This research is funded by the National Climate Change Adaptation Research Facility (NCCARF) Adaptation Research Grants Program (ARGP) 2011-2013. The focus is on what can be learnt from existing cross-border regulatory mechanisms with a view to strengthening and improving cross-border climate change adaptation practices in Australia. There is currently little understanding of the range of cross-border mechanisms and regulatory innovations, the efficacy of how they work, nor the key lessons that could be gleaned and adapted from existing initiatives for the purposes of climate change adaptation.
The emphasis of this three-stage project therefore, is on identifying and collating the lessons learnt from existing Australian examples of regulatory reform models, authorities and mechanisms that have emerged to address cross-border issues at the national, state and local level. Using an institutional learning framework, the research offers key insights into the evolution, challenges and potentialities of cross- border governance for Australian-based climate change adaptation.
The cross-border governance ‘problematique’ focuses primarily around two key agendas: [i] the novel re-articulations of power that cross-border innovations pose, involving diverse groups of actors and networks; and [ii] the benefits and dis-benefits of informal collaborative transboundary arrangements as compared to more formalised regulatory state mechanisms. To this end, conceptual and practical understandings of cross-border governance and regulation can be seen to converge in their focus on the political and institutional processes of re-territorialisation.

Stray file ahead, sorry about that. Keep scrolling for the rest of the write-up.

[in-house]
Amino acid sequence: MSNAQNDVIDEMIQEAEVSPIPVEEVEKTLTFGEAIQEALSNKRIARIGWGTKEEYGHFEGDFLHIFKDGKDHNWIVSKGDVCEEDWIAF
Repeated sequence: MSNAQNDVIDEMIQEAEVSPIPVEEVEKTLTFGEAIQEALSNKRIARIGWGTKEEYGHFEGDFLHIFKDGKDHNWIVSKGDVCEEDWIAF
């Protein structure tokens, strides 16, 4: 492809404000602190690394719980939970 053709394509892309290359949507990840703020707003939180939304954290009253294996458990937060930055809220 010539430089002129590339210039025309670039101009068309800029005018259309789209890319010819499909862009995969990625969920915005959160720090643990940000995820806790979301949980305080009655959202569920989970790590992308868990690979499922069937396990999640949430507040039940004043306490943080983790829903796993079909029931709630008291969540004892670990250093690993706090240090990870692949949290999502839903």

This monograph focuses specifically on Stage 1 of the project. This has involved a detailed literature review and desktop analysis of four Australian cross-border cases that operate at different levels of scale and complexity including: the Murray Darling Basin Agreement; the Australian Alps Cooperative Management Agreement; the Australian Capital Territory and New South Wales Regional Collaboration; and the Cross Border Sub-Plan 2010 between the Gold Coast City, Queensland, and Tweed Shire, New South Wales.
Key findings from Stage 1 include an emphasis on (1) the arrangement, development or formation process which results in (2) the adoption of particular arrangement leading to (3) implementation outcomes and (4) ‘on the ground’ effects. Further to this was the need for cross-border arrangements to re-imagine what was once separate as whole through a re-configuration of geographic (place), administrative (space) and political (territory) fragmentation; that with respect to cross-border governance arrangements there is no ‘one-size fits all’; and the recognition of mutual inter-dependencies and cross-border economies of scale. The implications for climate change adaptation regulatory reform will be further expanded in Stages 2 and 3 of this nationally funded research project.
Authors: Wendy Steele, Ilva Sporne, Scott Shearer, Lila Singh-Peterson, Silvia Serrao- Neumann, Florence Crick, Pat Dale, Darryl Low Choy, Leila Eslami-Endargoli, Anne-Sophie Iotti, Peter Tangney